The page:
Stevens Institute of Technology appears to be moving past last year's administrative and financial turmoil, in part due to reforms pushed by New Jersey's attorney general, The Star-Ledger reported. The president whose compensation levels were criticized has stepped down and the board has instituted a series of new rules designed to assure proper oversight and greater transparency.
The U.S. Education Department has told state officials in California that the federal government will terminate its agreement with EdFund, the state agency that guarantees federal student aid, and replace it with another entity, the Sacramento Bee reported. The department's decision could threaten Gov. Arnold Schwarzenegger's plan to sell the troubled agency, which has been in turmoil for years.
The environmental disaster in the Gulf of Mexico has revived concerns at the University of California at Berkeley over the institution's ties to BP. The oil company gave the university $500 million for energy research in 2007 -- and many faculty members questioned the deal at the time. On Friday, a rally at Berkeley drew attention to the deal in light of recent events, with those at the rally saying it was time to revisit the university's ties to BP, the Associated Press reported. But Berkeley officials said that now isn't the time to walk away from the research. "The horrible events in the Gulf should only strengthen our commitment to find alternatives to fossil fuels," Graham Fleming, vice chancellor of research, told the AP. "Why would anyone's interest be served by stopping this research?"
The long-awaited rankings of doctoral programs by the National Research Council -- years behind schedule and with an evolving methodology -- aren't coming this month, but are apparently due soon. NRC officials have been declining to give public indications of when the rankings will be released, but the Web site for the project posted a notice last week that indicated some campus officials were asking about the timing of August vacations in light of the potential release of the project. According to the notice, the rankings won't come out in August, but universities should find out in August when they will receive the data and when the public will receive the data -- at a later point also not in August.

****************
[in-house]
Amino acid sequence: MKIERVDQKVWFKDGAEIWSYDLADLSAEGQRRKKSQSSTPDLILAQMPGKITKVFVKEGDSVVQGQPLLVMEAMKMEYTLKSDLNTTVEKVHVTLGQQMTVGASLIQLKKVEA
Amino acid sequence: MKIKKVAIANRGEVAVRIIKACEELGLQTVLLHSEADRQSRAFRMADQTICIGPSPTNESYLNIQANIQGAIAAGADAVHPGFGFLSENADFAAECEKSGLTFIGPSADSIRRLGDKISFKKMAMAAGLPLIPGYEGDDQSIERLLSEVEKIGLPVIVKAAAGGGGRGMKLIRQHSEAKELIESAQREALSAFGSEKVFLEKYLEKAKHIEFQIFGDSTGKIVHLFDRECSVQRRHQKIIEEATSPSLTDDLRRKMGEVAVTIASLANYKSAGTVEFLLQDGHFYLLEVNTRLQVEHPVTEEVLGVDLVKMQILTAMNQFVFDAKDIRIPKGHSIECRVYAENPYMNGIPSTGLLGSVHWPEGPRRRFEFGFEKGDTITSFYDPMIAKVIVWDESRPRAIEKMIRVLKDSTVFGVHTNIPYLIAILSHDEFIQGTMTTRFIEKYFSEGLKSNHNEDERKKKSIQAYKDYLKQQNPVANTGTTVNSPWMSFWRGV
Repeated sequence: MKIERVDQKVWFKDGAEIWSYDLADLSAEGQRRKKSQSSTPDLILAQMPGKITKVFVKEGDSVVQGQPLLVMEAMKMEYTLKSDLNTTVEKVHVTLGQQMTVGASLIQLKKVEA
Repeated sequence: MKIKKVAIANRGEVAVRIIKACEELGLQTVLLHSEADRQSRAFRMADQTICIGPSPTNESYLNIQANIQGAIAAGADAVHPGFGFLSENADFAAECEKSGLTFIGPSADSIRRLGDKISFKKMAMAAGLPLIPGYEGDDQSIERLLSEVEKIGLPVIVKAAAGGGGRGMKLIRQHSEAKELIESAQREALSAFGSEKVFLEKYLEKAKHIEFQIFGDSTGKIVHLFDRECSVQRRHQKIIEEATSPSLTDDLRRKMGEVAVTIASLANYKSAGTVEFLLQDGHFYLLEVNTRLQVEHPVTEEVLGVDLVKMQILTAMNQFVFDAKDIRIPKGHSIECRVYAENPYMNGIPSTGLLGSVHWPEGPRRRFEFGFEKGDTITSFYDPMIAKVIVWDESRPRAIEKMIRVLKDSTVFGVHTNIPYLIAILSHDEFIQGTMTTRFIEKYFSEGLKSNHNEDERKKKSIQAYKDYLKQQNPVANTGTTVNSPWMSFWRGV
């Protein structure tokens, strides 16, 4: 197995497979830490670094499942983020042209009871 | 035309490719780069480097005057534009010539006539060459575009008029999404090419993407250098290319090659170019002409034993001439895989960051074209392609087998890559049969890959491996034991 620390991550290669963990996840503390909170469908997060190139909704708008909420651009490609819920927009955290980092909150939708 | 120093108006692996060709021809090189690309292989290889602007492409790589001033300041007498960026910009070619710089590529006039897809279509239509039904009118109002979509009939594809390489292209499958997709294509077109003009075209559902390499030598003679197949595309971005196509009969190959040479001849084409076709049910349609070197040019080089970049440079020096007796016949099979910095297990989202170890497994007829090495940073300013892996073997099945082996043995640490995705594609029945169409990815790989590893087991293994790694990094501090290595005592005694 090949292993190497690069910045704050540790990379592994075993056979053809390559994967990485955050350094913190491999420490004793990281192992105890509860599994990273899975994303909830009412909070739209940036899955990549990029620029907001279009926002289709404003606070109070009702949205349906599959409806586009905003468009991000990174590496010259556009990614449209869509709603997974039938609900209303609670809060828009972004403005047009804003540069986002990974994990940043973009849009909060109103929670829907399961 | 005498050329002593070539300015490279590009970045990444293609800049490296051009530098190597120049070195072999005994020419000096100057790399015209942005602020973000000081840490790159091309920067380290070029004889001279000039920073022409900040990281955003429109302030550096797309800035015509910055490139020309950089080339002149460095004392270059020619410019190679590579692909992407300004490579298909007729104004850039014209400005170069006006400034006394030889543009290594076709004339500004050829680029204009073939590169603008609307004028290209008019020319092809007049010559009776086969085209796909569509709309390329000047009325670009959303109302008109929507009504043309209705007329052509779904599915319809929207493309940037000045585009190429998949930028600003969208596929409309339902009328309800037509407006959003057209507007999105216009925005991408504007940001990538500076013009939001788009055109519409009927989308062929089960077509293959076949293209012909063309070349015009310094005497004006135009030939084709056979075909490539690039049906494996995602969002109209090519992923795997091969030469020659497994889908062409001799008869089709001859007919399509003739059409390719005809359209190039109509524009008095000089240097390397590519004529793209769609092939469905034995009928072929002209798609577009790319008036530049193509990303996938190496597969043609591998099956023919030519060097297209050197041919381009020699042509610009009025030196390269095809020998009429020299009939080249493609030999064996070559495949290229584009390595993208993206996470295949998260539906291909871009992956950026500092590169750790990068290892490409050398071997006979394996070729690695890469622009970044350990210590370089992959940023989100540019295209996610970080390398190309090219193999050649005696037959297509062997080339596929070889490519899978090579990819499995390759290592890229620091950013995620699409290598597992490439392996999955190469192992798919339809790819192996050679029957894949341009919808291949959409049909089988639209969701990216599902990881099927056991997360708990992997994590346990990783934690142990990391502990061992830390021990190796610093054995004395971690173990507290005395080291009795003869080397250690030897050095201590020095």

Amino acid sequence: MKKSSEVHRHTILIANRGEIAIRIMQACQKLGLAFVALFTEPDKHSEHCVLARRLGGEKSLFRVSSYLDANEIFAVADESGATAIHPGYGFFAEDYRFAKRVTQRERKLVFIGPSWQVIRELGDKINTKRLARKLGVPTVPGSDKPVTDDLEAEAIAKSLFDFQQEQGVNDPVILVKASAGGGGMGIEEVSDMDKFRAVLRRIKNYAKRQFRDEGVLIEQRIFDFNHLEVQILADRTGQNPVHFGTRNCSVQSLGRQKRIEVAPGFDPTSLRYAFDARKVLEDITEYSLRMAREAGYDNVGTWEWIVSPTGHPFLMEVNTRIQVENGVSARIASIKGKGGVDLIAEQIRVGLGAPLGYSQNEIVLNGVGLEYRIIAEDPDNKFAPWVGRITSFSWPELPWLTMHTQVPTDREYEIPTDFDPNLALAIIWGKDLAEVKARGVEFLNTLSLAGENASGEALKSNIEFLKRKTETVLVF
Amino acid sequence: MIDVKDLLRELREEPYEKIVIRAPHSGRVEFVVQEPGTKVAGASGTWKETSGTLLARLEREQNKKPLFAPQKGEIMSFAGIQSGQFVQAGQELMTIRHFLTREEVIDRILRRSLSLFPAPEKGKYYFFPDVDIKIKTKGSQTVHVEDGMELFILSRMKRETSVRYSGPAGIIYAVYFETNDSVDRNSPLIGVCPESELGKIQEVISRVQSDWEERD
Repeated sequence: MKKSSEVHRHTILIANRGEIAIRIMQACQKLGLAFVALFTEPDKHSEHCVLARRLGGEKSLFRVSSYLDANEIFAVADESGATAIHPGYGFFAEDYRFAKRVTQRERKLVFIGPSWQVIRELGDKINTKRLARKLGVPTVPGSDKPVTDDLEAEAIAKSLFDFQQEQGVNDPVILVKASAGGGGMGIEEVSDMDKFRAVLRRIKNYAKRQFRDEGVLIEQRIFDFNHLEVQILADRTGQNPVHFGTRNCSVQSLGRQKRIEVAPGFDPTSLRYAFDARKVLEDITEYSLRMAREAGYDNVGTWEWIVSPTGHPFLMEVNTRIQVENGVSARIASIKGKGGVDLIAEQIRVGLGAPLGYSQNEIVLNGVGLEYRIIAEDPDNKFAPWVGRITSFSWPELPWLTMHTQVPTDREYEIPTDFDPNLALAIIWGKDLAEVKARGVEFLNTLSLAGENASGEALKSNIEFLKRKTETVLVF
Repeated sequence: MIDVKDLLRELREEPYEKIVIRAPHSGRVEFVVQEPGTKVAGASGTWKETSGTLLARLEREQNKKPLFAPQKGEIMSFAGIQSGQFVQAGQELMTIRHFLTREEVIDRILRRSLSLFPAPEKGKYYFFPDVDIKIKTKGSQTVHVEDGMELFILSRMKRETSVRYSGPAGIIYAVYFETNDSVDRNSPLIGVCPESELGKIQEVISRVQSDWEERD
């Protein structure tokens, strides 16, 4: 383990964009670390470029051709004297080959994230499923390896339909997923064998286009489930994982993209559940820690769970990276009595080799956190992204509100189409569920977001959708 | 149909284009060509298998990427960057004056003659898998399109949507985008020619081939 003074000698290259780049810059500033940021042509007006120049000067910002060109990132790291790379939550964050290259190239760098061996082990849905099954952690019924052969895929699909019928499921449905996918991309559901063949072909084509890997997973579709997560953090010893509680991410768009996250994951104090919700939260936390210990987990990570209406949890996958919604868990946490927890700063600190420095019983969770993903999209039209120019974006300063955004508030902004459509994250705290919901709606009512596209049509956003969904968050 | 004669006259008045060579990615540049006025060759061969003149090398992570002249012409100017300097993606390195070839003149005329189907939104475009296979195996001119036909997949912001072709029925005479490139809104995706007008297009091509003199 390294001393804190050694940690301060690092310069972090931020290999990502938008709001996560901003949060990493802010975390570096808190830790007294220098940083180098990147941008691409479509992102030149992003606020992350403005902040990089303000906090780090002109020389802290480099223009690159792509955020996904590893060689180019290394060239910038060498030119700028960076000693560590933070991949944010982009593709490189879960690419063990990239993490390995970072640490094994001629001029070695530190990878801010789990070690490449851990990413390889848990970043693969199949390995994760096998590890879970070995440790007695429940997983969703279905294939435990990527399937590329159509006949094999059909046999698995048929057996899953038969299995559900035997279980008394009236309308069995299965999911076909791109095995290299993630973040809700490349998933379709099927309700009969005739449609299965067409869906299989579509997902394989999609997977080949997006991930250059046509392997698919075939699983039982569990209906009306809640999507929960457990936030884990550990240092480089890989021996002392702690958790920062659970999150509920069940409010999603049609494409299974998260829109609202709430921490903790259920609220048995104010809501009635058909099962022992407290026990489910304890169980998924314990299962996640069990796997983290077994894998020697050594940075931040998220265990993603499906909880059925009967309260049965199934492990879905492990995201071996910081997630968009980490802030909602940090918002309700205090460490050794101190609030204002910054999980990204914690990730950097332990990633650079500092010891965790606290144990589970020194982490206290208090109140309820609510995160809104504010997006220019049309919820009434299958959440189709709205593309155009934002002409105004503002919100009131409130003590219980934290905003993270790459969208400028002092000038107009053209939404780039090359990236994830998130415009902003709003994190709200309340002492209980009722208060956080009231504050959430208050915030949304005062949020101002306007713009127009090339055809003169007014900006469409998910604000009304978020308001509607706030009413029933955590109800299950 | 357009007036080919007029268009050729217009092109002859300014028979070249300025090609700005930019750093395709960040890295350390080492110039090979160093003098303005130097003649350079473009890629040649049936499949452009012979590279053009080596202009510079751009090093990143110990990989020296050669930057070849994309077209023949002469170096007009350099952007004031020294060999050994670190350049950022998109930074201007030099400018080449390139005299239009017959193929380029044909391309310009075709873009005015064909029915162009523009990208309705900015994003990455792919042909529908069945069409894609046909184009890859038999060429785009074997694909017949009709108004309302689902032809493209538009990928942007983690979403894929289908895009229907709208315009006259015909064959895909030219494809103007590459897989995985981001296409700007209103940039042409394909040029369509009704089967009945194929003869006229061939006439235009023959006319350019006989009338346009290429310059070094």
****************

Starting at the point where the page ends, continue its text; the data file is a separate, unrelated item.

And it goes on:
A new California law requires public colleges and universities to let students from foster care -- who frequently have no place to go during the summers -- to have access to dormitories year-round, the Los Angeles Times reported. About 700 University of California students came from the foster care system, as did 1,200 at California State University campuses and several thousand at community colleges.
The Federal Bureau of Investigation on Friday admitted that it tracked Howard Zinn, the noted historian and political activist who died in January, from 1949 to 1974, and the bureau released 423 pages of records from the monitoring of Zinn. Salon noted that this monitoring took place "despite having apparently no evidence that he ever committed a crime." And TPM noted that the records indicate that a senior official at Boston University, where Zinn taught, tried to have him fired in 1970. (If you are wondering if that official might have been John Silber, the long-time BU president with whom Zinn had many disagreements, it wasn't, as Silber hadn't been hired at the time.)